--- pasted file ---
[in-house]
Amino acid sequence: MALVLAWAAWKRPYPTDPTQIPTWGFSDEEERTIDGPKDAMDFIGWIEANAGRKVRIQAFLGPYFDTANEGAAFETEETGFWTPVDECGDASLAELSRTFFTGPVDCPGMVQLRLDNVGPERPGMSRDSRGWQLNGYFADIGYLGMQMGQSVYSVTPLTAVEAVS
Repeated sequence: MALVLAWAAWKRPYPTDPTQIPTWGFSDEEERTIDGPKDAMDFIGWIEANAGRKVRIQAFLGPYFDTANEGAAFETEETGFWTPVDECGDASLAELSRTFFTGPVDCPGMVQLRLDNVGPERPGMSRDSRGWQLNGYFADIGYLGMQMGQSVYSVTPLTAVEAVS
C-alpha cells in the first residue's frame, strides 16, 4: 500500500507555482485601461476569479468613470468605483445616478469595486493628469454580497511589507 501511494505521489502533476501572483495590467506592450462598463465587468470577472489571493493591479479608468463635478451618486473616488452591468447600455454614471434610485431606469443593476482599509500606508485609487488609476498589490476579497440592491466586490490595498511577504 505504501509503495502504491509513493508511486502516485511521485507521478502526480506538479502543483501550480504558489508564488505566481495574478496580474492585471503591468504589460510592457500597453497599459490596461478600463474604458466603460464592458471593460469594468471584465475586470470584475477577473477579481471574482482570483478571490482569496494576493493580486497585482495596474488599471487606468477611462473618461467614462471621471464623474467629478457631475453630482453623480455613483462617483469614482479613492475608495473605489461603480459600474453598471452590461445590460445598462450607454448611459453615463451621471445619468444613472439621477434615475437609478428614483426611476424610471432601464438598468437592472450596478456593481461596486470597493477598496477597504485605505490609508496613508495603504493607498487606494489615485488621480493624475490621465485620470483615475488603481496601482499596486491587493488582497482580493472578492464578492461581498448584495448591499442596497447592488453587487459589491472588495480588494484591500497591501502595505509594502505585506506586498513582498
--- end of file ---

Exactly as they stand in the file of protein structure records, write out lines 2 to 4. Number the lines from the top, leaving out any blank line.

Amino acid sequence: MALVLAWAAWKRPYPTDPTQIPTWGFSDEEERTIDGPKDAMDFIGWIEANAGRKVRIQAFLGPYFDTANEGAAFETEETGFWTPVDECGDASLAELSRTFFTGPVDCPGMVQLRLDNVGPERPGMSRDSRGWQLNGYFADIGYLGMQMGQSVYSVTPLTAVEAVS
Repeated sequence: MALVLAWAAWKRPYPTDPTQIPTWGFSDEEERTIDGPKDAMDFIGWIEANAGRKVRIQAFLGPYFDTANEGAAFETEETGFWTPVDECGDASLAELSRTFFTGPVDCPGMVQLRLDNVGPERPGMSRDSRGWQLNGYFADIGYLGMQMGQSVYSVTPLTAVEAVS
C-alpha cells in the first residue's frame, strides 16, 4: 500500500507555482485601461476569479468613470468605483445616478469595486493628469454580497511589507 501511494505521489502533476501572483495590467506592450462598463465587468470577472489571493493591479479608468463635478451618486473616488452591468447600455454614471434610485431606469443593476482599509500606508485609487488609476498589490476579497440592491466586490490595498511577504 505504501509503495502504491509513493508511486502516485511521485507521478502526480506538479502543483501550480504558489508564488505566481495574478496580474492585471503591468504589460510592457500597453497599459490596461478600463474604458466603460464592458471593460469594468471584465475586470470584475477577473477579481471574482482570483478571490482569496494576493493580486497585482495596474488599471487606468477611462473618461467614462471621471464623474467629478457631475453630482453623480455613483462617483469614482479613492475608495473605489461603480459600474453598471452590461445590460445598462450607454448611459453615463451621471445619468444613472439621477434615475437609478428614483426611476424610471432601464438598468437592472450596478456593481461596486470597493477598496477597504485605505490609508496613508495603504493607498487606494489615485488621480493624475490621465485620470483615475488603481496601482499596486491587493488582497482580493472578492464578492461581498448584495448591499442596497447592488453587487459589491472588495480588494484591500497591501502595505509594502505585506506586498513582498